Orlando FitzGerald
Slow Drift
Where To Now?
300 copies, hand-stamped sleeve w/ PVC outer sleeve
Incl. VAT plus shipping / Orders from outside the EU are exempt from VAT
1Infinite Life
2Anticipate The Heat
4Unfolding (Feat. Anna Domino)
5Storm Grid
6Unruly Grid
7Less Grid

Where To Now? are proud to present the new album from Irish born, NY based Orlando FitzGerald. Previously recording as ‘Orlando’, FitzGerald has released music via ‘Local Action’, ‘Gobstopper’, and All City affiliated label ‘First Second’. Where Orlando’s previous works have focused on the dance floor, here we see a pivot towards a Cello led sound which embraces experimentation, space, and solitude.

FitzGerald's approach to music is born from punk, and he carries this DIY approach towards the weighty world of the Cello. With no formal training FitzGerald instead takes an intuitive approach, quietly seeking out expression and treating his sounds to create a unique basin of tension, warmth, and paced release. With percussive contributions from Matthew Byas (of Phony Ppl), restrained Sax skronk from the brilliant Kate Mohanty, synth work from Evan Shornstein (also known as Photay), and vocals from none other than NY Post-Punk legend Anna Domino, FitzGerald has created a cinematic record that moves between worlds of unnerving dread, and lush, hopeful melancholy.

‘Slow Drift’ opens with the unsettling ‘Infinite Life’, where layered Cello and Sax murmur set the scene and accompanying bass rattle evokes the feeling of mechanical motor drift. This melding of the mechanical and organic will become a central theme to the album. ‘Anticipate The Heat’ follows, with the album's most Jazzwise moment - where Byas' scattered hand drums punctuate Mohanty’s mellow flutters.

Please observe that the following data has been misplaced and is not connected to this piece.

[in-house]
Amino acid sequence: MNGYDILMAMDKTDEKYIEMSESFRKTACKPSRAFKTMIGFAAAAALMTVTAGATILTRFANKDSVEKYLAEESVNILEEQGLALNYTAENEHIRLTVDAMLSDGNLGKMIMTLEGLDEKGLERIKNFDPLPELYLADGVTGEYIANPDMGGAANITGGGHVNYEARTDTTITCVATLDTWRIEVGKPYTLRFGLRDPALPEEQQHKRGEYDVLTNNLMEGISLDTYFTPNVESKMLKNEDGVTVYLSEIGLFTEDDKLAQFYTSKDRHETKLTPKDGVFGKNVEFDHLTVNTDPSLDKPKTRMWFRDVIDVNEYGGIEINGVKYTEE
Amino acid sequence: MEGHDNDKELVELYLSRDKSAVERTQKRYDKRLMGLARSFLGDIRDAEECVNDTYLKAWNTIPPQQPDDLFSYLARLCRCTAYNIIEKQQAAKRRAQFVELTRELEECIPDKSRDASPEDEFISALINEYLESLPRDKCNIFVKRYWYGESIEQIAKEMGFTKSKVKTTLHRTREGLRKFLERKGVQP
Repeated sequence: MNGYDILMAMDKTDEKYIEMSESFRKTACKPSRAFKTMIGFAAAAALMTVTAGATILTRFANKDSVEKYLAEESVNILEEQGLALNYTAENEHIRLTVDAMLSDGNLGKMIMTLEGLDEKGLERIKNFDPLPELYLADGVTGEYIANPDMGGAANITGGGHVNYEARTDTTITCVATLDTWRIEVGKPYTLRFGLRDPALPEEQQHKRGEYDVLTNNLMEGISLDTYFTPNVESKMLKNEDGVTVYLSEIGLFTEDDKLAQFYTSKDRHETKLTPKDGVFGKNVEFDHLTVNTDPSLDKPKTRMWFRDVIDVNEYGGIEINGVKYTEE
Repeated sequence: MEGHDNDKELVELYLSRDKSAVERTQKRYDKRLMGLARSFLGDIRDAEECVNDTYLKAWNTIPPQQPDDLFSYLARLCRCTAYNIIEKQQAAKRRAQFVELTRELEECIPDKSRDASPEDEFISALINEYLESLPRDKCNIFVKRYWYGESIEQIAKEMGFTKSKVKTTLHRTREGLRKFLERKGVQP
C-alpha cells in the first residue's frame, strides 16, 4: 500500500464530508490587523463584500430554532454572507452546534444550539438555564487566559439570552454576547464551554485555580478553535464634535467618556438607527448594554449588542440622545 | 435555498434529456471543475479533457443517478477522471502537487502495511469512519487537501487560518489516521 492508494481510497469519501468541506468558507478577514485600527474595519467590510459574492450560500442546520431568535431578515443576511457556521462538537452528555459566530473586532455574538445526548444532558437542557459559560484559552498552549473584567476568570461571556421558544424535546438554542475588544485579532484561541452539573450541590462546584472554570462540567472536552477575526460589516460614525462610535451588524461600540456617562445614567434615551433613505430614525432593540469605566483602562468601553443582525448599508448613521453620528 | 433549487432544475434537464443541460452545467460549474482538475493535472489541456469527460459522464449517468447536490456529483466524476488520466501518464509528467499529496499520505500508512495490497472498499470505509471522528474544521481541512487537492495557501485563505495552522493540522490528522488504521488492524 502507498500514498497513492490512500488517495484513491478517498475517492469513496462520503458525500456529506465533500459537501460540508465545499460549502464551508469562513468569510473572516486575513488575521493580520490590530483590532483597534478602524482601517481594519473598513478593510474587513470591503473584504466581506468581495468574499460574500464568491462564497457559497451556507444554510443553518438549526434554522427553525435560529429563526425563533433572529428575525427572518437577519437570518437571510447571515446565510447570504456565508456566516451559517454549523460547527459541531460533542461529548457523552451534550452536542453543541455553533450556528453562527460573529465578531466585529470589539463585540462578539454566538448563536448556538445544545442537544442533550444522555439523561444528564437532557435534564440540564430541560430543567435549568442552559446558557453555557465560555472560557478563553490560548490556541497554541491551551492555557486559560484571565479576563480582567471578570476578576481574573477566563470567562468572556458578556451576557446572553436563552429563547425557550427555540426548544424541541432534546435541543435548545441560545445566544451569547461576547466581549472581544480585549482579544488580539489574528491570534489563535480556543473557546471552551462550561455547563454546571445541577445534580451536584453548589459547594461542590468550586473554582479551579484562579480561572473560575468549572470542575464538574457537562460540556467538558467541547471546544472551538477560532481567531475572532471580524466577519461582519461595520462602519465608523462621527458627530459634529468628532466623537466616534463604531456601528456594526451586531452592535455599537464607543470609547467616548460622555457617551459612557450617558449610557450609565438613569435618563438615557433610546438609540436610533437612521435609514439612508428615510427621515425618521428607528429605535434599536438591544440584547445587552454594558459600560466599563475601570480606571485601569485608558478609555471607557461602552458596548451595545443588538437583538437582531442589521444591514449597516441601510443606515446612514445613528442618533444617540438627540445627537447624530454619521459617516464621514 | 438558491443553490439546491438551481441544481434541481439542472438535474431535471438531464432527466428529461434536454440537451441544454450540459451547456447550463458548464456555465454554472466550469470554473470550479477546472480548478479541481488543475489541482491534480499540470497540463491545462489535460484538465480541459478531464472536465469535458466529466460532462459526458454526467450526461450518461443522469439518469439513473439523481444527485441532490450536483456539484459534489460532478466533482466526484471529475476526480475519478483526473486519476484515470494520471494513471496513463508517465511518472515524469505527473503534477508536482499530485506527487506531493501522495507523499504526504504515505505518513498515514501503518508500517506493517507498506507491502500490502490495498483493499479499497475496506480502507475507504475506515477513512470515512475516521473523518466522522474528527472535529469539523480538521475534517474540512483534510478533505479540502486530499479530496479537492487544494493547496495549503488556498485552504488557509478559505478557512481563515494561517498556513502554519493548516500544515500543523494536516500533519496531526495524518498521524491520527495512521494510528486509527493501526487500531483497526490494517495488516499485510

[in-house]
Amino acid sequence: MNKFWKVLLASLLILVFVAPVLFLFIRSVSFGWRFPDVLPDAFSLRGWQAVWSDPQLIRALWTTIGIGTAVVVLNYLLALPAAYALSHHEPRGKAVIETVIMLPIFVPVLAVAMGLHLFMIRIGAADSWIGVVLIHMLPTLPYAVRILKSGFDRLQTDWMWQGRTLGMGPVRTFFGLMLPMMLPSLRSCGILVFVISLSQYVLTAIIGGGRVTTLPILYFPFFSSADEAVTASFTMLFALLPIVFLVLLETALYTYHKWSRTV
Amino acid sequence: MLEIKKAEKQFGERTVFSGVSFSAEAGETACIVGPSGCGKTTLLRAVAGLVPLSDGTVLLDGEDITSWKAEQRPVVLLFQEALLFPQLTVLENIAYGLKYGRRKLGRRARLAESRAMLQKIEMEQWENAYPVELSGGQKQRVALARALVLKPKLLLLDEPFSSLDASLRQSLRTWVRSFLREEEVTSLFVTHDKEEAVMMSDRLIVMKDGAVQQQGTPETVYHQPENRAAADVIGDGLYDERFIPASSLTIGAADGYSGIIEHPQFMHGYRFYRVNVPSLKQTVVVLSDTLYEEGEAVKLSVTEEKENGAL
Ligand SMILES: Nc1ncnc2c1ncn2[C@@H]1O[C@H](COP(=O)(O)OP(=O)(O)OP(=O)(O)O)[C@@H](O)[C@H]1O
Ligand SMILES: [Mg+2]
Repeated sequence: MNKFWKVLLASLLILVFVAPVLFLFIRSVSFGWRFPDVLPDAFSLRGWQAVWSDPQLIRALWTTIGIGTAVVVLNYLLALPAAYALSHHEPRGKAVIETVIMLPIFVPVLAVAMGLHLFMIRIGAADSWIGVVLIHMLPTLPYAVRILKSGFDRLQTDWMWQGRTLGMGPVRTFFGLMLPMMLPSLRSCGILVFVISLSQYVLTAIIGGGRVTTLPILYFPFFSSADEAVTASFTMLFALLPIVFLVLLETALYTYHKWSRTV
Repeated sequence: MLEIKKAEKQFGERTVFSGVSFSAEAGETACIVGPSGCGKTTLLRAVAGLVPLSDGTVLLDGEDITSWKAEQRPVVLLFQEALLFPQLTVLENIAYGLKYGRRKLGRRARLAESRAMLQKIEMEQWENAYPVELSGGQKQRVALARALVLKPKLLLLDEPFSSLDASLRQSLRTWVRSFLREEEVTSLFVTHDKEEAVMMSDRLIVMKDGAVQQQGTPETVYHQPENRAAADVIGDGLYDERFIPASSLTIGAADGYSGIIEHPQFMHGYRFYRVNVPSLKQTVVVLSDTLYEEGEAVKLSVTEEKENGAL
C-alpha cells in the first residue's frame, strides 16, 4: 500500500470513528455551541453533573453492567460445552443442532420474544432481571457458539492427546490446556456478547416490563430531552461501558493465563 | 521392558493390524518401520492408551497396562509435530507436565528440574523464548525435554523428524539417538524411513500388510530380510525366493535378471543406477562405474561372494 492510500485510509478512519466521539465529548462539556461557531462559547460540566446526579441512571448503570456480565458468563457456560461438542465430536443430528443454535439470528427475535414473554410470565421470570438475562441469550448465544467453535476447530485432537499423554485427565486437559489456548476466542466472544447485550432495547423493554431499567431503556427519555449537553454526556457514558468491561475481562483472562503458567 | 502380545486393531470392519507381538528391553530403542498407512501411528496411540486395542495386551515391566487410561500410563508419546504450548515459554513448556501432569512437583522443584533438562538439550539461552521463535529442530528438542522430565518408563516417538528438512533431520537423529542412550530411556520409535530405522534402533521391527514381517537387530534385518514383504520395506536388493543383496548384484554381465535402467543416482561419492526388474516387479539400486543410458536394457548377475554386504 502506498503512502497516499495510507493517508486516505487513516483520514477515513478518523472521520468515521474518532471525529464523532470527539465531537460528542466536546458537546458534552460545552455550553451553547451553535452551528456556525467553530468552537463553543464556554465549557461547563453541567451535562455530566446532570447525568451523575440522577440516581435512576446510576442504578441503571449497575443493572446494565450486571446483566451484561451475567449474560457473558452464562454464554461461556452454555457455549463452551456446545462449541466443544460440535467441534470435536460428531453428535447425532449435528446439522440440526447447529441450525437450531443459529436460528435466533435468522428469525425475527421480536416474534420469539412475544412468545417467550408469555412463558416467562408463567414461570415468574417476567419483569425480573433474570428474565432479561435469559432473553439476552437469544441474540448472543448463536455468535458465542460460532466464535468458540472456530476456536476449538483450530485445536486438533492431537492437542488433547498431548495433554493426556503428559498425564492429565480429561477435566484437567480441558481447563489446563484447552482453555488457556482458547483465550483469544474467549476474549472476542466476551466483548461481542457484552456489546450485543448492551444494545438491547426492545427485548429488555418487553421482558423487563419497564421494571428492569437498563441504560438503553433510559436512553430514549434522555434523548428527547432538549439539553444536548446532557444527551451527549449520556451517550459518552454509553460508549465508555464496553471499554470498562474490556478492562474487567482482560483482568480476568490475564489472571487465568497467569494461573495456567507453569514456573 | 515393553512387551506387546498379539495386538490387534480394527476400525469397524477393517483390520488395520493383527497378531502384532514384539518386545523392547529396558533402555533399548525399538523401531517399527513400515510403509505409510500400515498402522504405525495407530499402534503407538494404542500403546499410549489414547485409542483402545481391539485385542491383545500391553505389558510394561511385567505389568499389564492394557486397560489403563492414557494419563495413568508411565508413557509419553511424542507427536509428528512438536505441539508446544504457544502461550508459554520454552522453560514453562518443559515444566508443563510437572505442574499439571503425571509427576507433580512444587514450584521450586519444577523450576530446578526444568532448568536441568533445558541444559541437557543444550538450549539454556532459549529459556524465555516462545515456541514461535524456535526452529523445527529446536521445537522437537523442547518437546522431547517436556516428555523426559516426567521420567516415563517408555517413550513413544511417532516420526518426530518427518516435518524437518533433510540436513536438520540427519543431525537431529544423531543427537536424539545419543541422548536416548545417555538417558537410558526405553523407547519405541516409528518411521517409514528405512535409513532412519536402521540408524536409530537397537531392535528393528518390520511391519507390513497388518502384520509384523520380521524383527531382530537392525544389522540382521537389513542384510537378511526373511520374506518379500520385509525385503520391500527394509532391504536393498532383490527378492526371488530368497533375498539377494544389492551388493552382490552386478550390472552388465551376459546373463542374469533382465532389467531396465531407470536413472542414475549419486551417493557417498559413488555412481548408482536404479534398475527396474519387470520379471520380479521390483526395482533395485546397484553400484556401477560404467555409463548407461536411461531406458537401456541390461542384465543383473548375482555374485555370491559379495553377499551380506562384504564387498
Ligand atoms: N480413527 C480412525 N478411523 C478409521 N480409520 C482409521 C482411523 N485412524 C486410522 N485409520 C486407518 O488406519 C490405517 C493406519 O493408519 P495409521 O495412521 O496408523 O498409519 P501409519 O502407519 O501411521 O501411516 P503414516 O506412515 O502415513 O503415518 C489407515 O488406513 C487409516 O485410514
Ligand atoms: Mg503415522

‘Wind’ is where we find Orlando at his most cinematic and melodic, presenting a serene, bubbling movement where hushed picking and restrained playing recalls the quiet ambience of Helios, or the melancholy of Bruce Langhorne at his most desert swept, staring into an endless horizon.

‘Unfolding’ opens with Anna Domino’s unmistakably fragile, sensual, and affecting vocals, for which the Cello compliments in call and response fashion, allowing Anna’s vocals to lead, creating a moment which appears to explore themes of regeneration, loss, and hope - which again, is refracted and responded to by Orlando.

Next we have a triptych of ‘Grid’ movements, which continue to explore the above themes, drifting between meditative minimalism and abstract discordance with hypnotic effect - Orlando approaches these pieces with such considered interplay, fully embracing space, silence, and cyclical repetition to create a devastatingly emotive, and desolate landscape, which continuously attempts to regain focus, yearning for stillness.

Finally the album ends with 'One' a meditation on wholeness and unity where moody, yet serene guitars balance wailing cello.